Holy Week

The weather can change in a moment. Until last Friday, 2009 had been bitterly cold here in the Pacific Northwest. Snow fell as late as Wednesday the 1st. Memories of last summer, a cold affair that gained the nickname “June-uary” abounded. Friday morning started the same – temperature hovering around the freezing point, a cold rain drizzling… but then it all changed. At about noon, the sun came out. Now the sun had been out before, but it was a cold and distant sun. This sun was warm and inviting. I knew then that spring had come.

Saturday was a beautiful sunny day, and Sunday and Monday were even better. Who knows how long it will last, but I appreciate it while it is here. This is more like it, you know? A cloudless sky, bright sunlight filtering through green boughs. I have wondered lately if I’m vitamin-D sensitive – when the sun is out, I am happier than otherwise.

My favorite memories of Easter and Holy Week involve sunshine and blooming flowers. The church I grew up in spent several years constructing its new building and for a while it was not inhabitable. Yet each Easter morn we would gather in the half-constructed building, surrounded by sunshine and flowers. There was still a sense of ancient tradition amongst the modern trappings.

The American Easter is about chocolates, rabbits, and brightly-colored eggs. Even the modern evangelical churches have these things in abundance. Buried are the staid Holy Week traditions of the past – Ash Wednesday, Palm Sunday, Maundy Thursday, Good Friday, and Easter Sunday itself. Many people still partake in the ancient traditions but they are not in my circles. It seems these traditions are regarded as legalistic relics and meaningless papist motions.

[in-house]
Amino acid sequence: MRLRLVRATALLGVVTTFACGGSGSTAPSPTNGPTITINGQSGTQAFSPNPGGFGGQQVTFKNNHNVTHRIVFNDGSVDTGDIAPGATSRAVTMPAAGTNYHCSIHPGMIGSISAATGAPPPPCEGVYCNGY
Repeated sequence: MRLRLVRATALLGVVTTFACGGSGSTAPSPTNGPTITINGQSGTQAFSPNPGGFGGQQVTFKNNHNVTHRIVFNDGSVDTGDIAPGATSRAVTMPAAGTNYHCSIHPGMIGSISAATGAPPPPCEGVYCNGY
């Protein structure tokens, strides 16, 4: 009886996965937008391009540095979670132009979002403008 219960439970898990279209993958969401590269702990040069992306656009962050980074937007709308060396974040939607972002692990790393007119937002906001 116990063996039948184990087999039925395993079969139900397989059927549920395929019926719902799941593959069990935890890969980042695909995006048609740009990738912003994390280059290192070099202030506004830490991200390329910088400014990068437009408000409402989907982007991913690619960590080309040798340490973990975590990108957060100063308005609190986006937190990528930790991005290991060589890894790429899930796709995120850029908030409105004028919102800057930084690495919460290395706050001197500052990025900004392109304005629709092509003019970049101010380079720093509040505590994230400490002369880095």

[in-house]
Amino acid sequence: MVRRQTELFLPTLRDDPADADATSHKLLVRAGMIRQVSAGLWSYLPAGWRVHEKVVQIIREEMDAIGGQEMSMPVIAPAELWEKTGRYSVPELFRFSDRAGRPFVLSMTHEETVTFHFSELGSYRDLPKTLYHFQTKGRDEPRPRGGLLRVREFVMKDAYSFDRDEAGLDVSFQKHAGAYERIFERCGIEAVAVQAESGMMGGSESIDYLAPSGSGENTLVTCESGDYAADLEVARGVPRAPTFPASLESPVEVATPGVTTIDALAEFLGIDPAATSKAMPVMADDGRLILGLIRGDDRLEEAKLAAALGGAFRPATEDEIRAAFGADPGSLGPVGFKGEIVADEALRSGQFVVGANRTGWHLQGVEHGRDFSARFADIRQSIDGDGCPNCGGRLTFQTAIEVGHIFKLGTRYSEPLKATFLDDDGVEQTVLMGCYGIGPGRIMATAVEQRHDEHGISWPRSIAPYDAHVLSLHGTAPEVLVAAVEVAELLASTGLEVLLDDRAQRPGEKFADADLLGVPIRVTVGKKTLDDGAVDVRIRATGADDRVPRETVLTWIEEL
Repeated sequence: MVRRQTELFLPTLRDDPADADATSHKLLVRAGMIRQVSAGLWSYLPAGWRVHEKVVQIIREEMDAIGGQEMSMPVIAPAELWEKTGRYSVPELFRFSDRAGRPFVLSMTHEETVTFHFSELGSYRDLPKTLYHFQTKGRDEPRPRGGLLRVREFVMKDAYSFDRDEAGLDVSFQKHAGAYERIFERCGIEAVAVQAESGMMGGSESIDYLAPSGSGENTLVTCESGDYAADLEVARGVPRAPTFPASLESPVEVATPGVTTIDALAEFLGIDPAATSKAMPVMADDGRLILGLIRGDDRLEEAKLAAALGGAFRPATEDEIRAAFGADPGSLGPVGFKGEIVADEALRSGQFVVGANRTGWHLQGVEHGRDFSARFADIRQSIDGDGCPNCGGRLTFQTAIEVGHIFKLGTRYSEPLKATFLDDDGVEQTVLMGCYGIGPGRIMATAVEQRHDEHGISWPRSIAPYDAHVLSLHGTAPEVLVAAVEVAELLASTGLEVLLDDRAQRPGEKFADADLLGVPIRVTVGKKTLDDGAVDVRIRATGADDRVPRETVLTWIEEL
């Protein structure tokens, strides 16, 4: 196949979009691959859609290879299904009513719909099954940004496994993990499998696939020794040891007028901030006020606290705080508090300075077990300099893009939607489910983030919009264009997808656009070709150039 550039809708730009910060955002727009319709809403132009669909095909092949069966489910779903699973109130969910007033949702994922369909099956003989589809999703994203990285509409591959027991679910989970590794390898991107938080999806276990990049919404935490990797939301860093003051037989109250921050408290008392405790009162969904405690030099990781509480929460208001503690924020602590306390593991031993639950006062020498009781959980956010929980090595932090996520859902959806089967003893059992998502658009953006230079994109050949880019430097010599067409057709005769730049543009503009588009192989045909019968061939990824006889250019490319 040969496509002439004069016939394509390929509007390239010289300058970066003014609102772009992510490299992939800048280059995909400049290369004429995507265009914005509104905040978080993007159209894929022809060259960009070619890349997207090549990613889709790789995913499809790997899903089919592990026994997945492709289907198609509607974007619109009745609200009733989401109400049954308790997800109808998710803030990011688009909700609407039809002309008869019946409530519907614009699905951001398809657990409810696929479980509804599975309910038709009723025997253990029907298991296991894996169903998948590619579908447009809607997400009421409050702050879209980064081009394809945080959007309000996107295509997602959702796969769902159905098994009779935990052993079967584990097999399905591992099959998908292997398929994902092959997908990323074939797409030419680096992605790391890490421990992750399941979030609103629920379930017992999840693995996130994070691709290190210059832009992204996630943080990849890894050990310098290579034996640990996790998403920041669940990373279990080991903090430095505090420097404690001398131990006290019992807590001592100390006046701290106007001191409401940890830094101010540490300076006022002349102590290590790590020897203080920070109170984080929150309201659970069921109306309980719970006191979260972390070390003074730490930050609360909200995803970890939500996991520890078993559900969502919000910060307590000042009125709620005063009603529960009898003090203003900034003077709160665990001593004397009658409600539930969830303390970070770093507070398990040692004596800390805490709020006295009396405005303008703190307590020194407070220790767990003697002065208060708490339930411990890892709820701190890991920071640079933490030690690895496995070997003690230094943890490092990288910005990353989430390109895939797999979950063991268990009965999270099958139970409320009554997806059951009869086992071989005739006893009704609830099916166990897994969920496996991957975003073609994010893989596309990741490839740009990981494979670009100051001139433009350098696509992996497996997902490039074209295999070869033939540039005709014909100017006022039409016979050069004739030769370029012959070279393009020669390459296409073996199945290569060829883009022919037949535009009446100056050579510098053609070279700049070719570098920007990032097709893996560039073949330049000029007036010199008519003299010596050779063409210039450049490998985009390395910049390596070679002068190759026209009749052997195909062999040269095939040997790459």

You know something, though? Eggs and rabbits may be used to illustrate some gospel truth, but it is the Holy Week traditions that point directly to the gospel – the central truth of all human history. Ashes and sackcloth, palm branches and Lenten fasts, these are all undertaken in order to remember Christ’s death and resurrection.

In my Awana group of elementary students I have been speaking through the Gospel according to St. Mark. I find it interesting that Mark spends half the book on the final week of Jesus’ life in Jerusalem. At a pace of one chapter per week, I am able to meditate on the events of that week somewhat closely. Each moment has a sense of impending doom, the feeling that it is all leading to one important climax. And what an event – the death of Jesus Christ and His subsequent return from the dead is the most important event in all history. It changed everything.

The Gospel of Jesus Christ is the center of the Christian life. Like spokes on a wheel, everything radiates outward from it. It is especially important during this week as we set aside everything else to remember how Christ died, and why He died. We remember the praises from the crowd, waving and laying palm branches, as Jesus entered Jerusalem. We remember the parable of the vineyard, where the tenants murdered the messengers of the owner, until they killed his own son. We remember Christ’s righteous anger at the greedy scammers in the temple, His house of prayer. We remember the last supper, the bread and the wine, the prayer in Gethsemane, the betrayal, Peter’s denial, the trials before Caiaphas, Herod, and Pilate, and finally the crucifixion itself. We feel the bitter hopelessness of Friday night, and the exuberant joy of Sunday morning.

Without ritual, we forget. Without reminders, we will not remember why we have hope. It’s more than just a pretty word.

Christ is risen. Truly He is risen indeed.


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